Disney CEO explains early plan for digital future


By Dawn Chmielewski

(Reuters) – Walt Disney Co. on Sunday outlined a plan for how the conglomerate will use entertainment, theme parks and consumer products technology to improve storytelling over the next 100 years.

Speaking backstage at the company’s biannual D23 Expo fan convention with Reuters, Chief Executive Bob Chapek went to great lengths to avoid what he called the “M-word” or metaverse, despite having called the company in those days last year. pushed towards.

Chapek described Disney’s vision for the metaverse as “next-generation stories.” He plans to use data from theme park visits and consumer streaming habits to deliver personalized entertainment experiences, including from the company’s Marvel and Lucasfilm studios.

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“Disney is definitely a lifestyle,” he told Reuters in an interview at the convention in Anaheim, California, on Sunday. “The question is, how our next-gen stories leverage what we know about a guest who is unique to this Disney lifestyle, rather than deliver unique experiences.”

Entertainment and technology companies rushed to secure a foothold in the metaverse after Mark Zuckerberg, CEO of Meta Platforms Inc, announced that the future of his company would be dedicated to creating a robust, three-dimensional, permanent environment where the digital avatars of users would work, hang out and pursue their hobbies.

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Well ahead of Meta’s announcement, Chapek, who oversaw the parks division before taking over the top position in 2020, spent years preparing how to extend the theme park experience to people who would never visit one of the company’s six theme parks worldwide. visits.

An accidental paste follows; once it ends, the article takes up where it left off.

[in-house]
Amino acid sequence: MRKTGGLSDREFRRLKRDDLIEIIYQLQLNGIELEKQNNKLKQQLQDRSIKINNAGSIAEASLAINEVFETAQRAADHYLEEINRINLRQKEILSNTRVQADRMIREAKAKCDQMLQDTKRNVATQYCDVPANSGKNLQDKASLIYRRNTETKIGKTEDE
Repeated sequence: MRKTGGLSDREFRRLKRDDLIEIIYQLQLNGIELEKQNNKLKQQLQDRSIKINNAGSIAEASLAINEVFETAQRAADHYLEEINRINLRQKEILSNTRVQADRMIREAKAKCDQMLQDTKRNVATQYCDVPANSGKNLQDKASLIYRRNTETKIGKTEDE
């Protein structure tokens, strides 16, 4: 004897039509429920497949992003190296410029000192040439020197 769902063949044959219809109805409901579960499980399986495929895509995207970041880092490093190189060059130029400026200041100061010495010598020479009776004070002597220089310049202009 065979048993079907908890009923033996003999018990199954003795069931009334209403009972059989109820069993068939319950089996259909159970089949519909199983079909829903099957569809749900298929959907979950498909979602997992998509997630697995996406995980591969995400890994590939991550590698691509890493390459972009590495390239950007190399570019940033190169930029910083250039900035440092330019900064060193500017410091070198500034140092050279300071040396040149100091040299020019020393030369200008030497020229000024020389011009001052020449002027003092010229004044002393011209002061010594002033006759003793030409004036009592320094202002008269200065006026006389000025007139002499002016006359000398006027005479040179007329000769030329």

Disney began seriously laying the groundwork for exploring new forms of storytelling last year when it appointed veteran media and tech executive Mike White to oversee its newly created Next Generation Storytelling and Consumer Experiences unit.

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White is tasked with putting together the technology toolkit for Disney’s creative executives to use.

He has also brainstormed ideas for using augmented reality and other technologies to give new dimensions to storytelling. Chapek cited an early example: an eight-minute augmented reality movie that premiered this week on Disney+.

“This could be a really big catalyst for what’s going to come out there and, you know, five to 10 years,” Chapek said.

(Reporting by Dawn Chmielewski in Anaheim; editing by Kenneth Li and Stephen Coates)